But that smile is gone in the moment I am in the rikshaw. I am crying all the way back. The driver often gives a glance of wonder in the mirror. By the time reaching Benares, I am more or less in control of my emotion. Then I go to a restaurant. I order some mushroom masala, and they bring also two chapattis. In the moment when I see them I start my cry anew. God bless you, Raju!

Many persons were whining me about the difficulties in their lives; I was whining, too. But in my personal life probably Raju is the single one, who really has basis for that, and who does not creates his problems, but endures it. And endures it with bright acceptance, a certain grace, and a sad, but pure heart. Please, please! If you ever happen to see a handicapped beggar, do not judge him an unpleasant subject, but remember Raju. And if you ever happen to be around McLeud Ganji, find the handicapped Raju at the bus station, and give him something in behalf of me! He will pay that back with information and warmness. God bless you, Raju!

5 comments:

Pentti A said...

Beautiful story and a very sad one especially now that it is written down and called a story as it is definitely much more than a story, it is his life.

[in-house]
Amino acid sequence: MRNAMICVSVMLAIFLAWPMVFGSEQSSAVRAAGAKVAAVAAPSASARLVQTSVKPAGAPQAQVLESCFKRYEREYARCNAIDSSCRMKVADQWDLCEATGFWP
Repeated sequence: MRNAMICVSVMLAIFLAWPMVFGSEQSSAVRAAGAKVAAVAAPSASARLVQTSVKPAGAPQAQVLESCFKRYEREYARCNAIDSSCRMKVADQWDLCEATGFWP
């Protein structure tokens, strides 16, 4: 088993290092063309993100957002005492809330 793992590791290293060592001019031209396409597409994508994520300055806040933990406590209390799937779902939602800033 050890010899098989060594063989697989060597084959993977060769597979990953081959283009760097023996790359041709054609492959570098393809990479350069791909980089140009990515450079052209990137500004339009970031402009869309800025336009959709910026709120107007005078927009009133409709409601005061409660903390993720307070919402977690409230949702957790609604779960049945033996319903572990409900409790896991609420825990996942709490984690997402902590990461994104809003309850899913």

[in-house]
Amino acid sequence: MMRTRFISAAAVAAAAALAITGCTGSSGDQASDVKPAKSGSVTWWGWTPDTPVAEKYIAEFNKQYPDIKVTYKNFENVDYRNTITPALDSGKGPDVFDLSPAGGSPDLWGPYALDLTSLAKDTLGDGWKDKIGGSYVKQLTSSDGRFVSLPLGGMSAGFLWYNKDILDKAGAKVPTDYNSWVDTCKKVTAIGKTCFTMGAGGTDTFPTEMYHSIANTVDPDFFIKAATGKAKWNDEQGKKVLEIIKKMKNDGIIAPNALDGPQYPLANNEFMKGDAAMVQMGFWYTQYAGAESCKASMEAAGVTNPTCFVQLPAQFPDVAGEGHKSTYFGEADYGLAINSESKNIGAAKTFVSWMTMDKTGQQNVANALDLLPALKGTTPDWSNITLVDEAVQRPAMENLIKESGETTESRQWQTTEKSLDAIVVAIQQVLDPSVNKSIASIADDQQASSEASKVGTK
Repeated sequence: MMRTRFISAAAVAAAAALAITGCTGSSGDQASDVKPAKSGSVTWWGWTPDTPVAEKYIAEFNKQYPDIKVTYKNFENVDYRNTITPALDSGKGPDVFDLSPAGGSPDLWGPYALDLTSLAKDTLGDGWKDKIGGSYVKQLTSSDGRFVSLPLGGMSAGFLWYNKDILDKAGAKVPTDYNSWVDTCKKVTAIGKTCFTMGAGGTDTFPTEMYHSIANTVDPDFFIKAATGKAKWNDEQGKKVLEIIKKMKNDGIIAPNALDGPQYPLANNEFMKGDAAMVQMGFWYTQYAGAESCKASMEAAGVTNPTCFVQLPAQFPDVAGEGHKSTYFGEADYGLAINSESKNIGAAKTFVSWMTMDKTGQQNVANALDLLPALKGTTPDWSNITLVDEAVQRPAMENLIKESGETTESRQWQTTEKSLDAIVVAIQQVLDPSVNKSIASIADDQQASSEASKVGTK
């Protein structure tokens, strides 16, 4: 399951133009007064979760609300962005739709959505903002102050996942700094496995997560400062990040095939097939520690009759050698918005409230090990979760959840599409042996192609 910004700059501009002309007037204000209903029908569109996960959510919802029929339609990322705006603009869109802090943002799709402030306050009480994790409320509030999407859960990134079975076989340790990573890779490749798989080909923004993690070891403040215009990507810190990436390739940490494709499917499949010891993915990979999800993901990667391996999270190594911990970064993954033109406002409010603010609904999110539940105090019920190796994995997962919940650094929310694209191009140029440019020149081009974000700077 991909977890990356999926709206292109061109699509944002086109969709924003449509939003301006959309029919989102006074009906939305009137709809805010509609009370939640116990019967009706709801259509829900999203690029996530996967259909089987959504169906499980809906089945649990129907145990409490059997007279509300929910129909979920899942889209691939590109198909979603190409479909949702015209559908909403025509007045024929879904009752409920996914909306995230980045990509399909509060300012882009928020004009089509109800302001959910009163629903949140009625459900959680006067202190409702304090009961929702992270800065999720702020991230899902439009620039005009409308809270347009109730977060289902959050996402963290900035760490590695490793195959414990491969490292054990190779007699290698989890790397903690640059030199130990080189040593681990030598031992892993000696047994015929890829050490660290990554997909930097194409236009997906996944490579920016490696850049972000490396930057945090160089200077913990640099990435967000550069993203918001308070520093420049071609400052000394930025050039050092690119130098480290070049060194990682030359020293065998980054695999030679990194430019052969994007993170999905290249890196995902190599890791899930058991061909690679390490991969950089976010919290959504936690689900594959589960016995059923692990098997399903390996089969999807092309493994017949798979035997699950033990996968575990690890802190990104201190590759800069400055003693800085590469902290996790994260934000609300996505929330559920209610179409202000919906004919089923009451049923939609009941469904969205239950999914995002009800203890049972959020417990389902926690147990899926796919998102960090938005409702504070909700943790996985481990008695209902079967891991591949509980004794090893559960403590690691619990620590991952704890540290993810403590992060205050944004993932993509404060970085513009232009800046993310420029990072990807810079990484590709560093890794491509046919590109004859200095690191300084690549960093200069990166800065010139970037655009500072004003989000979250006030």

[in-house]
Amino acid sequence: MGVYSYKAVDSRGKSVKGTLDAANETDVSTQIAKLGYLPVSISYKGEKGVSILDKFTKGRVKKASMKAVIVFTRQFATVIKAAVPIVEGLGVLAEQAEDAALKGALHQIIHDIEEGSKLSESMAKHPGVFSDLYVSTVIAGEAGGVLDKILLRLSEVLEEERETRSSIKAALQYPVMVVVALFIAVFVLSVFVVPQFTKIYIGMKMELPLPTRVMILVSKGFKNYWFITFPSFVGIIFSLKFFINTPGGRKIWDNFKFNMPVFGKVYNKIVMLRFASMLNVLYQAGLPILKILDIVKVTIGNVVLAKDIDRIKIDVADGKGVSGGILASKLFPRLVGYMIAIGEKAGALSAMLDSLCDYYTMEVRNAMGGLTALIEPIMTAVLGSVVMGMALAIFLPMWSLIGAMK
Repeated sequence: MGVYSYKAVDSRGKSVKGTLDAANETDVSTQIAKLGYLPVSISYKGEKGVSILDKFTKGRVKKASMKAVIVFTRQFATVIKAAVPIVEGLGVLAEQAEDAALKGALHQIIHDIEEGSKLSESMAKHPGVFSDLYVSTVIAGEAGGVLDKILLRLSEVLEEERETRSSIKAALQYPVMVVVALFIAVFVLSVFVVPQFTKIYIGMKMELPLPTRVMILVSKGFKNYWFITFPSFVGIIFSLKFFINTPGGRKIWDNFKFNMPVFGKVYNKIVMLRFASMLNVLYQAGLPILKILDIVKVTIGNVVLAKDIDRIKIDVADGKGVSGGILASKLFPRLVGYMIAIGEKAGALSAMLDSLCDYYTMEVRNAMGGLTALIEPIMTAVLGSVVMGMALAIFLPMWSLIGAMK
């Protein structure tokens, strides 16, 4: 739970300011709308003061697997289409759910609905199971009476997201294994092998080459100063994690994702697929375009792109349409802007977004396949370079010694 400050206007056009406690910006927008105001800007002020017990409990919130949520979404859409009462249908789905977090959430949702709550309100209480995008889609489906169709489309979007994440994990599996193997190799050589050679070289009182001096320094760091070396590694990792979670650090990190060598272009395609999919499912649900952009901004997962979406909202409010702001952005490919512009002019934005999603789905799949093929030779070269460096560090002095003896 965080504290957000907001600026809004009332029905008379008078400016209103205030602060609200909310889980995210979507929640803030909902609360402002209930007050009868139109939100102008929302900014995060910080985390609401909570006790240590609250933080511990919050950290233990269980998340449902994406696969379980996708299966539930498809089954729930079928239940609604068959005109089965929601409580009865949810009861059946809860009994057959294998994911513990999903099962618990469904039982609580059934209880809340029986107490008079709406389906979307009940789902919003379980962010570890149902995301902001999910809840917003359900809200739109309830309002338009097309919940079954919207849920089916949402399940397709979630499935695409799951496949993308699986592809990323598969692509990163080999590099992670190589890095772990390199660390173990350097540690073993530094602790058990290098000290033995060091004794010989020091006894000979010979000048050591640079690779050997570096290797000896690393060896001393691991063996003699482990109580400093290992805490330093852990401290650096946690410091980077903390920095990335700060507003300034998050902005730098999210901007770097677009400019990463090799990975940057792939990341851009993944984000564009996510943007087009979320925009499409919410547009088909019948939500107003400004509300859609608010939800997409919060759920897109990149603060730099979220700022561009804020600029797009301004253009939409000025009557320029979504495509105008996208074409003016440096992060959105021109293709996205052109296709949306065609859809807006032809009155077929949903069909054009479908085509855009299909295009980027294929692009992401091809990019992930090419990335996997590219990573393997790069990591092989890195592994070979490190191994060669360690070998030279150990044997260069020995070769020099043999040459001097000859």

I am planning to write you soon Daniel, my friend. Bless you.

DMartini said...

Thank you, Pentti! Indeed it is more than sad; and I feel that we just do not truly appreciate how fortunate we are... I am awaiting to read your letter-hope to get it soon. Take care! :)

Peaceloveyoga said...

amazing story. It's so true...human encounters have far more to teach us versus battling it out with other tourist. Now, I'm reminded of how fortunate I am.

Thank you for sharing.

Catvibe said...

Oh wow, what an amazing story. Thank you for being the compassion in that moment, and for the gift to us of you telling this story. We have a lot to be grateful for in this world. Thank you.

Fida said...

My heart is heavy! You write in such a touching way about Raju, that I started crying reading it! And you remind us so well and with subtle irony what compassion is – or should be. When I meet people like that – and all are extraordinary people – I always promise myself never ever to complain again, never to whine again – ever.